I would like to do something more musical as well. Actually there are a few more projects coming that are very musical. My main focus is music. Everything else is like a hobby. I’m planning several more press conferences, so I can’t talk about it yet…
(To Heath) We saw a video once in the past. It was Phantom of the Opera styled, you were in a cage coming down, you had people doing robot dances around you, and there was an incredible bass solo…will you ever do something similar to that again, especially in a venue like MSG?
Heath: I think that rock needs something very shocking, both visually and musically…that is rock, that is X Japan. MSG has shock to it that is not like something before, so I’d like to do a new kind of shock there. In the near future, please look forward to it.
Have any of you have had memorable experiences interacting with your fans?
Yoshiki: We’ve been around for a long time, and we’ve seen a lot of bands come and go. When you are on top of the world, sometimes you don’t realize–some bands think they are the best, but, we exist because of fans. There are no bad fans or good fans, we really care about all of them…because there were fans, X Japan reunited. Without fans, we couldn’t have reunited after all those tragedies happened to our band. We actually thank every single fan. Of course, sometimes we bump into some crazy fans too, but yes…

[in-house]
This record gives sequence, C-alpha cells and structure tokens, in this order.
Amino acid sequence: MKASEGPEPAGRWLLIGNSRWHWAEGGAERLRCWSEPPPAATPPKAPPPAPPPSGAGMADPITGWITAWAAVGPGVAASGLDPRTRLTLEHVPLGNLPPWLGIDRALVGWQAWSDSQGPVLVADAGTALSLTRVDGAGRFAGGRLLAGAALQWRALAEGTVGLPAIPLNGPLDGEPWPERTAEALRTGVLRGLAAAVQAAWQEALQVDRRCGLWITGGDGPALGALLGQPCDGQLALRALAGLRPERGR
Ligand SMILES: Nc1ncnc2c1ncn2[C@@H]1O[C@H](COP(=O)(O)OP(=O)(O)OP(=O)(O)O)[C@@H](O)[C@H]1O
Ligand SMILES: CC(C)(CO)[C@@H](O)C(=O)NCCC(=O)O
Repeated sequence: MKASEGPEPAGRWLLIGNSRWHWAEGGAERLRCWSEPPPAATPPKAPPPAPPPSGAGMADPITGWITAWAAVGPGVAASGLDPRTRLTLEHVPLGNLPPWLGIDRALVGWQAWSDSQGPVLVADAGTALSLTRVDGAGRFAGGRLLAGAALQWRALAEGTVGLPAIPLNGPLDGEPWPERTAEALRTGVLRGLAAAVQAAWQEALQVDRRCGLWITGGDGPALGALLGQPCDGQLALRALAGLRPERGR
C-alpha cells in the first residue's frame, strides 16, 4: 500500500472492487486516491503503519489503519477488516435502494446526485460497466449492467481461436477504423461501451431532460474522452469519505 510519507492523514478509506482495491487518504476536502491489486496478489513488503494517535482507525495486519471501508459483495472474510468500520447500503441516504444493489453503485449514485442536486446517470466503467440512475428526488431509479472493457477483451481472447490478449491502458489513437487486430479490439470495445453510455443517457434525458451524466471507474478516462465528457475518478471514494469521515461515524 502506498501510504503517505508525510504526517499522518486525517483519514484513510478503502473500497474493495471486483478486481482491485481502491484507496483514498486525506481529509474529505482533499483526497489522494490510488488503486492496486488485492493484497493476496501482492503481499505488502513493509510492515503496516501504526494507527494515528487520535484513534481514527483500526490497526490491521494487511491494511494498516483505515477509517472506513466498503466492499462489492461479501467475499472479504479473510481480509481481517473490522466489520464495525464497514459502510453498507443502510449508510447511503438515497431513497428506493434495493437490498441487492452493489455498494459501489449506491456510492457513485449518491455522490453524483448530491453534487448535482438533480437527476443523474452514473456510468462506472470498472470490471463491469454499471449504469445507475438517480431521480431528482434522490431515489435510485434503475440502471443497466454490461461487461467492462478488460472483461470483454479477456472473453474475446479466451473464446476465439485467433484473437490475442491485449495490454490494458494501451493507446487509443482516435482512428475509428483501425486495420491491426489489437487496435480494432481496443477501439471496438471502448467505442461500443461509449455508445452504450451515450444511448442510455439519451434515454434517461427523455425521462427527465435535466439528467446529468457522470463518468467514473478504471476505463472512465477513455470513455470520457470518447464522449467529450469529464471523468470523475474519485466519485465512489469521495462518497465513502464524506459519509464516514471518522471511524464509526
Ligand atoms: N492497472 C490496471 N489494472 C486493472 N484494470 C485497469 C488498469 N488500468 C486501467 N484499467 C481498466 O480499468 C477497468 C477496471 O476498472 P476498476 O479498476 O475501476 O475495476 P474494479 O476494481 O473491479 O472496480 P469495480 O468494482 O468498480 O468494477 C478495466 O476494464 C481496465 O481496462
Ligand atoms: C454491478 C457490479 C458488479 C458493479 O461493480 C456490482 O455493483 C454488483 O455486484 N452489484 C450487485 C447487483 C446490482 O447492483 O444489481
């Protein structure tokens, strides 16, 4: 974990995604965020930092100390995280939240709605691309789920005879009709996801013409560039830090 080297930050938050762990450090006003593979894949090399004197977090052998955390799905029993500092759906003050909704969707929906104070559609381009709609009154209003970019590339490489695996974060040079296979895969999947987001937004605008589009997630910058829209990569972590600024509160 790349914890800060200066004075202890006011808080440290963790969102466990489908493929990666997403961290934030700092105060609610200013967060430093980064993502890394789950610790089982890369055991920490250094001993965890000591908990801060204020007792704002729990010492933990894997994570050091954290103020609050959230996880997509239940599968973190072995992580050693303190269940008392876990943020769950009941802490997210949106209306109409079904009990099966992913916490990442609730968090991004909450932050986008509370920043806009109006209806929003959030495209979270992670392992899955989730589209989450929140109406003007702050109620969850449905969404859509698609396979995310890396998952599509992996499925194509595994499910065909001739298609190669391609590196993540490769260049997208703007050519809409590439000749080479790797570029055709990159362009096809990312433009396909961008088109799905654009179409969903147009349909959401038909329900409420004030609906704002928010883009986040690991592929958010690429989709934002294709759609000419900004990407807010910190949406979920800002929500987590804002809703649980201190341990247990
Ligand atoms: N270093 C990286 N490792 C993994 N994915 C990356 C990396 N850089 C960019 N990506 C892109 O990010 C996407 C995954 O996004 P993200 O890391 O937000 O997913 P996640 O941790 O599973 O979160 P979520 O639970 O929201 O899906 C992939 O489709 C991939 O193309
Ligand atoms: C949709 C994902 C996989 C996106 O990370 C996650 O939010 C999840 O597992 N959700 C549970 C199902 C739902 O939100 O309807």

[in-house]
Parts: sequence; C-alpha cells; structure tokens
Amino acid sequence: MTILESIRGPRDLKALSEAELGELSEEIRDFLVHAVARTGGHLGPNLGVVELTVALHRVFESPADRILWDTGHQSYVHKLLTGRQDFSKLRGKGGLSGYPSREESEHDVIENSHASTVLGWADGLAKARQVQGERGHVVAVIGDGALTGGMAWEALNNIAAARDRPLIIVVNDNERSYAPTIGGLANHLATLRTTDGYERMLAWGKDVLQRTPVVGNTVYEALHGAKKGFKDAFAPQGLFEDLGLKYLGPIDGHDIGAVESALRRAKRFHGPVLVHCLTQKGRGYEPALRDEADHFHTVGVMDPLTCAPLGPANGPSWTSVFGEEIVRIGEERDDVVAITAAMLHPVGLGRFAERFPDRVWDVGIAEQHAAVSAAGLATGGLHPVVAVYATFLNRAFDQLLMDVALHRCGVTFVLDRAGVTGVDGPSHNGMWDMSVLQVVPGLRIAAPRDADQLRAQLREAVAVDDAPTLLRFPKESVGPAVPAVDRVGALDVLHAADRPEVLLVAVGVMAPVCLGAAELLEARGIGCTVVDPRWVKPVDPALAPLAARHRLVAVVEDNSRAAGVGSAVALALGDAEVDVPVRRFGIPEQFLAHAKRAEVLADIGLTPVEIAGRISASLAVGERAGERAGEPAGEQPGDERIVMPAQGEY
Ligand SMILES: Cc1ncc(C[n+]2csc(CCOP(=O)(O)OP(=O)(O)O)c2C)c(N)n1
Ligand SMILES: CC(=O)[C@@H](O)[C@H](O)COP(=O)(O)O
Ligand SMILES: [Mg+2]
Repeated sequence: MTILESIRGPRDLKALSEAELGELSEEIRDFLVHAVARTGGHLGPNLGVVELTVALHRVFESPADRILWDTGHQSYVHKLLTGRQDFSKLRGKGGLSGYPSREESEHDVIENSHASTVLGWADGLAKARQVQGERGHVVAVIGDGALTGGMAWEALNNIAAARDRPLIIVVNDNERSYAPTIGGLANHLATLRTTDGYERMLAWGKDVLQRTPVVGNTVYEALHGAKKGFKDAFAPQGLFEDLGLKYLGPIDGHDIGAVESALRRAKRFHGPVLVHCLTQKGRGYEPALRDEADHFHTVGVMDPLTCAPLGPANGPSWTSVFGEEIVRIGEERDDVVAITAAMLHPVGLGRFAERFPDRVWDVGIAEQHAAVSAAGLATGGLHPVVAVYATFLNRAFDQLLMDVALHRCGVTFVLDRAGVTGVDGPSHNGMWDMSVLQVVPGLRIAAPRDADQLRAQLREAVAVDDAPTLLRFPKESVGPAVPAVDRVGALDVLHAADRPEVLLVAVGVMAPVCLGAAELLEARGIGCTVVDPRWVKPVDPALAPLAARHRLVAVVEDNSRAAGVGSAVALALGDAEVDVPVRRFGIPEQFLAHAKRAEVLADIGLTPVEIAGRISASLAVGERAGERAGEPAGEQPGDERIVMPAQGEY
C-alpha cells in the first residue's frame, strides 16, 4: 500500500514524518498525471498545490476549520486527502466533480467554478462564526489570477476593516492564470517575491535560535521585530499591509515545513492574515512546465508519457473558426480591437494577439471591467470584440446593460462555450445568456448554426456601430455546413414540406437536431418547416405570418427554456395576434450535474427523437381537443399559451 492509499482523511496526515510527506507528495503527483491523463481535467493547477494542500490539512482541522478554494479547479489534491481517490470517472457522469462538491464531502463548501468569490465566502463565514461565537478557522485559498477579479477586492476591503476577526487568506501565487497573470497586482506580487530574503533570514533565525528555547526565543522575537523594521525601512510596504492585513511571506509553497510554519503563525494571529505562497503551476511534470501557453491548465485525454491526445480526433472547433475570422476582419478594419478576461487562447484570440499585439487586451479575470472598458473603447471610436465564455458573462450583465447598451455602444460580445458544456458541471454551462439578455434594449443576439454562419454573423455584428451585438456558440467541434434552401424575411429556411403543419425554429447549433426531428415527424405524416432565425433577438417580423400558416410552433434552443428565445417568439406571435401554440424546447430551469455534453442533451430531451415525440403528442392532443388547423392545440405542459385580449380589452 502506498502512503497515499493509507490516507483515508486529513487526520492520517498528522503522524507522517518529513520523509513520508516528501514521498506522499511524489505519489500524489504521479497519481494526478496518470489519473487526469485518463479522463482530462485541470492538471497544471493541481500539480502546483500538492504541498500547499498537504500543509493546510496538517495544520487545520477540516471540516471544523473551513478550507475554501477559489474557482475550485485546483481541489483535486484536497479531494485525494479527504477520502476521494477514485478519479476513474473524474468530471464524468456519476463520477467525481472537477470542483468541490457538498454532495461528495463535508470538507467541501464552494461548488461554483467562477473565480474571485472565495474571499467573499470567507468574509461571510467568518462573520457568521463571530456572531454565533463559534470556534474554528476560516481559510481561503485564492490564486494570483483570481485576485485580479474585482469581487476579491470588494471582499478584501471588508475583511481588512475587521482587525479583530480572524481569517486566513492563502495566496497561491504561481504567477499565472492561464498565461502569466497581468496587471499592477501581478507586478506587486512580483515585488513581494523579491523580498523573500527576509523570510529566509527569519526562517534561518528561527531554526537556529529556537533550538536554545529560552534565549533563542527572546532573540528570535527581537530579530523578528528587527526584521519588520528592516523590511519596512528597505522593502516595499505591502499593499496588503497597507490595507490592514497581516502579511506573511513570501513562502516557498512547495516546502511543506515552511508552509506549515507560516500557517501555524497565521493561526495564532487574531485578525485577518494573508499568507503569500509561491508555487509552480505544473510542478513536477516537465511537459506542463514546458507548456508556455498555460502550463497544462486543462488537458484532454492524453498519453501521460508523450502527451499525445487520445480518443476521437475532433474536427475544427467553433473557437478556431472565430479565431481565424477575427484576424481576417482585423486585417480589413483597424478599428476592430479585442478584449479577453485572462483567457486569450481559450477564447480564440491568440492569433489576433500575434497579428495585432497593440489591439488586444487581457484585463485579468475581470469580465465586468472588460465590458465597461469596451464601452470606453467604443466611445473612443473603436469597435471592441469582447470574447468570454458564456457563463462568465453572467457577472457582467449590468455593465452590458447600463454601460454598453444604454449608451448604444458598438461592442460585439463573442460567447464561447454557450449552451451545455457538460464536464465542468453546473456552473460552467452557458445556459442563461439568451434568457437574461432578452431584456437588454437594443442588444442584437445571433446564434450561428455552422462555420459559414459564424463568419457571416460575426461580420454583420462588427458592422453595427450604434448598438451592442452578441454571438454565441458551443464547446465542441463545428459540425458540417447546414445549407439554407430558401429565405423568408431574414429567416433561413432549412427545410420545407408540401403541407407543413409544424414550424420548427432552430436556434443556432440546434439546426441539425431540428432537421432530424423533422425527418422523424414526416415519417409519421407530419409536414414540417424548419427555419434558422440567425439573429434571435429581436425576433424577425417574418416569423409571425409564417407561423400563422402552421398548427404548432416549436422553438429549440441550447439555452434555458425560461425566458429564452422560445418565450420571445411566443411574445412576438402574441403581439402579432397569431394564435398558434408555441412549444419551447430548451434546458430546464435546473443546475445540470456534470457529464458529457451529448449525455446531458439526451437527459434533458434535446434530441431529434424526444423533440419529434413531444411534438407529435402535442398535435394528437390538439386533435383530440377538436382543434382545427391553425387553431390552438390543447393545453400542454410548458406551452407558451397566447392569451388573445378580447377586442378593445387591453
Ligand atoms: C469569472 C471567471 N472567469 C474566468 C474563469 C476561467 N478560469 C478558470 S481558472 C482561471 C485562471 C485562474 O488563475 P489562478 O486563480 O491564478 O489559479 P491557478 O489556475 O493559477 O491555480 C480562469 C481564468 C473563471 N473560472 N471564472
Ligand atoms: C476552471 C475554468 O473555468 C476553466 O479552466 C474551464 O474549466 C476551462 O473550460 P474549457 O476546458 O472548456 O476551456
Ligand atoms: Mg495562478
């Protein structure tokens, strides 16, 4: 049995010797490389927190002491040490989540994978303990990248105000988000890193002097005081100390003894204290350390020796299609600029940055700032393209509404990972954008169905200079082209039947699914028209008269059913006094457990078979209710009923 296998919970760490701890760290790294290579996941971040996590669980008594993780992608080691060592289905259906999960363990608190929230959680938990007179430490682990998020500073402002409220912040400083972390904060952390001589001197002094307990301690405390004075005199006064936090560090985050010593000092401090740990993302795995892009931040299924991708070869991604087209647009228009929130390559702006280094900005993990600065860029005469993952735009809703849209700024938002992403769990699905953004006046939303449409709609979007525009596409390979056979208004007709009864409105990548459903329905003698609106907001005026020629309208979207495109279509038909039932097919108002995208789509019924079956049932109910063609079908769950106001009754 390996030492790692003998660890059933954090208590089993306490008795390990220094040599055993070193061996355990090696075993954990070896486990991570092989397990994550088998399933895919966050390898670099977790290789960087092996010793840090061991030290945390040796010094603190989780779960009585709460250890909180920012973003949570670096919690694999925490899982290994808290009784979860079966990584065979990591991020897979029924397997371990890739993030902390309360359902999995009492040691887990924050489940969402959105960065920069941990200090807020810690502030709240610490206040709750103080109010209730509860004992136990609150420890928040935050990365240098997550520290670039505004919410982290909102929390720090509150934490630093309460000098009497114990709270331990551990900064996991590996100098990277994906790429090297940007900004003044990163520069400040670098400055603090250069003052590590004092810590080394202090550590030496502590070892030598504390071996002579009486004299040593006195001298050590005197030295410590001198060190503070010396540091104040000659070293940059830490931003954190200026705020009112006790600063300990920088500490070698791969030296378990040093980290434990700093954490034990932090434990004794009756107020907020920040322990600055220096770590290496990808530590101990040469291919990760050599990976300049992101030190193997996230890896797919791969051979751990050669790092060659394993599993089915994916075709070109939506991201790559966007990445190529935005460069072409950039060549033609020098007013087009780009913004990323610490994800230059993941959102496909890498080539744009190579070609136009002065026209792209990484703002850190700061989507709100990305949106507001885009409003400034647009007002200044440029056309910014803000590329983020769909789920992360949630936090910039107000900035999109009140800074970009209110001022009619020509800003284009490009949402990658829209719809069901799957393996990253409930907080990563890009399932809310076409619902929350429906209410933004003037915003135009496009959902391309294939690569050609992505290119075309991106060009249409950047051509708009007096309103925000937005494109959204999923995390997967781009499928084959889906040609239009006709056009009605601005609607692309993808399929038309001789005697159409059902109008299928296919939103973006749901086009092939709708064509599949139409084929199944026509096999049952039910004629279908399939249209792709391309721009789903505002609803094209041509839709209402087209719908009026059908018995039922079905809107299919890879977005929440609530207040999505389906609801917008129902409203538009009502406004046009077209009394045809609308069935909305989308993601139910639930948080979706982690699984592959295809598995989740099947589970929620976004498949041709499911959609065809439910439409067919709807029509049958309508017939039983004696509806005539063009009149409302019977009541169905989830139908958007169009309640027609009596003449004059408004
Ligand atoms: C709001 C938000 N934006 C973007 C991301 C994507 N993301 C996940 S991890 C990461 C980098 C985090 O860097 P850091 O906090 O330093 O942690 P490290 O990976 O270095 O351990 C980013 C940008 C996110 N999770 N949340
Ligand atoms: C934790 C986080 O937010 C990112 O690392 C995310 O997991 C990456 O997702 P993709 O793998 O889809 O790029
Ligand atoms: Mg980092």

Some of the songs on Yoshiki Classical were previously released and performed with vocals. (For example, “Amethyst” was originally written for Violet UK.) How are you able to convey the messages of the original vocal version of the songs in the instrumental version?
“Amethyst” was classical from the get go, so I didn’t write lyrics first…I wrote the lyrics later. What happened was, we had an incident at a Tokyo amusement park–an X Japan event. At that particular attraction, my classical music was playing. One of the old members, Hide, said, “What is this song? This is one of my old compositions. We should use this at the Tokyo Dome for X Japan’s opening.” Like, really? I didn’t even think about that. Then, that was the the beginning of using “Amethyst” at the Tokyo Dome X Japan show.
As long as there is a great melody, we can put some nice lyrics on top of it. X Japan songs can be instrumentals, with or without lyrics. I think about melody first.
Bamboo is really, really intelligent. There’s a thoughtful demeanor about him that conjures some mystery. He spent practically the entire time listening to my colleague Mori, rarely speaking unless a question was posed towards him. He was perfunctory.
That’s not to say he was a bad butler. In fact, just the opposite. He immediately sensed Mori’s gregarious nature and proceeded accordingly, serving the role of an engaged audience making succinct comments when suitable.